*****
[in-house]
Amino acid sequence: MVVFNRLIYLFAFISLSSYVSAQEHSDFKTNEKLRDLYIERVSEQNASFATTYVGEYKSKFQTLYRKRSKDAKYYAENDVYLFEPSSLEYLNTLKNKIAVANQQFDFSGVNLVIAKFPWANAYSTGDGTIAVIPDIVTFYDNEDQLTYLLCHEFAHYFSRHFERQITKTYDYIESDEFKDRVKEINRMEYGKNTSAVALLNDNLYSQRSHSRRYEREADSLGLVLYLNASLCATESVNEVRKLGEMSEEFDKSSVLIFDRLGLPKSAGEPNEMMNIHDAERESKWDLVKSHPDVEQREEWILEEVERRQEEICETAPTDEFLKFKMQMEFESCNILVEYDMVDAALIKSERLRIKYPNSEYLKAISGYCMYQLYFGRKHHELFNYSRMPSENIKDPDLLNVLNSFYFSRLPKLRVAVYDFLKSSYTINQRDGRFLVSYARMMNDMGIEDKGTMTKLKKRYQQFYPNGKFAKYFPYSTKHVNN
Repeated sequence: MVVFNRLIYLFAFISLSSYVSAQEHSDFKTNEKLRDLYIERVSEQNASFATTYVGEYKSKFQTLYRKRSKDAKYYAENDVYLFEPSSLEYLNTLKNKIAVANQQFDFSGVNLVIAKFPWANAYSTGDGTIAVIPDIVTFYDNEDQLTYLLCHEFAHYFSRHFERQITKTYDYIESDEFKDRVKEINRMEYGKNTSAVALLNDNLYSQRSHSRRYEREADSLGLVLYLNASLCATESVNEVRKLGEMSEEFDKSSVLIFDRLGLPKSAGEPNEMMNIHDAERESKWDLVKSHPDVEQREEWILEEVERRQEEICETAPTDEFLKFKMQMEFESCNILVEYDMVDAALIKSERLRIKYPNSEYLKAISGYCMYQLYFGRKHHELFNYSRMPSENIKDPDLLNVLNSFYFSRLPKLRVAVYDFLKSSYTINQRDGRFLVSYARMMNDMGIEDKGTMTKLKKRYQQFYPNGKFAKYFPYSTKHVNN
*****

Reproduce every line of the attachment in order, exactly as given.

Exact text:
[in-house]
Amino acid sequence: MVVFNRLIYLFAFISLSSYVSAQEHSDFKTNEKLRDLYIERVSEQNASFATTYVGEYKSKFQTLYRKRSKDAKYYAENDVYLFEPSSLEYLNTLKNKIAVANQQFDFSGVNLVIAKFPWANAYSTGDGTIAVIPDIVTFYDNEDQLTYLLCHEFAHYFSRHFERQITKTYDYIESDEFKDRVKEINRMEYGKNTSAVALLNDNLYSQRSHSRRYEREADSLGLVLYLNASLCATESVNEVRKLGEMSEEFDKSSVLIFDRLGLPKSAGEPNEMMNIHDAERESKWDLVKSHPDVEQREEWILEEVERRQEEICETAPTDEFLKFKMQMEFESCNILVEYDMVDAALIKSERLRIKYPNSEYLKAISGYCMYQLYFGRKHHELFNYSRMPSENIKDPDLLNVLNSFYFSRLPKLRVAVYDFLKSSYTINQRDGRFLVSYARMMNDMGIEDKGTMTKLKKRYQQFYPNGKFAKYFPYSTKHVNN
Repeated sequence: MVVFNRLIYLFAFISLSSYVSAQEHSDFKTNEKLRDLYIERVSEQNASFATTYVGEYKSKFQTLYRKRSKDAKYYAENDVYLFEPSSLEYLNTLKNKIAVANQQFDFSGVNLVIAKFPWANAYSTGDGTIAVIPDIVTFYDNEDQLTYLLCHEFAHYFSRHFERQITKTYDYIESDEFKDRVKEINRMEYGKNTSAVALLNDNLYSQRSHSRRYEREADSLGLVLYLNASLCATESVNEVRKLGEMSEEFDKSSVLIFDRLGLPKSAGEPNEMMNIHDAERESKWDLVKSHPDVEQREEWILEEVERRQEEICETAPTDEFLKFKMQMEFESCNILVEYDMVDAALIKSERLRIKYPNSEYLKAISGYCMYQLYFGRKHHELFNYSRMPSENIKDPDLLNVLNSFYFSRLPKLRVAVYDFLKSSYTINQRDGRFLVSYARMMNDMGIEDKGTMTKLKKRYQQFYPNGKFAKYFPYSTKHVNN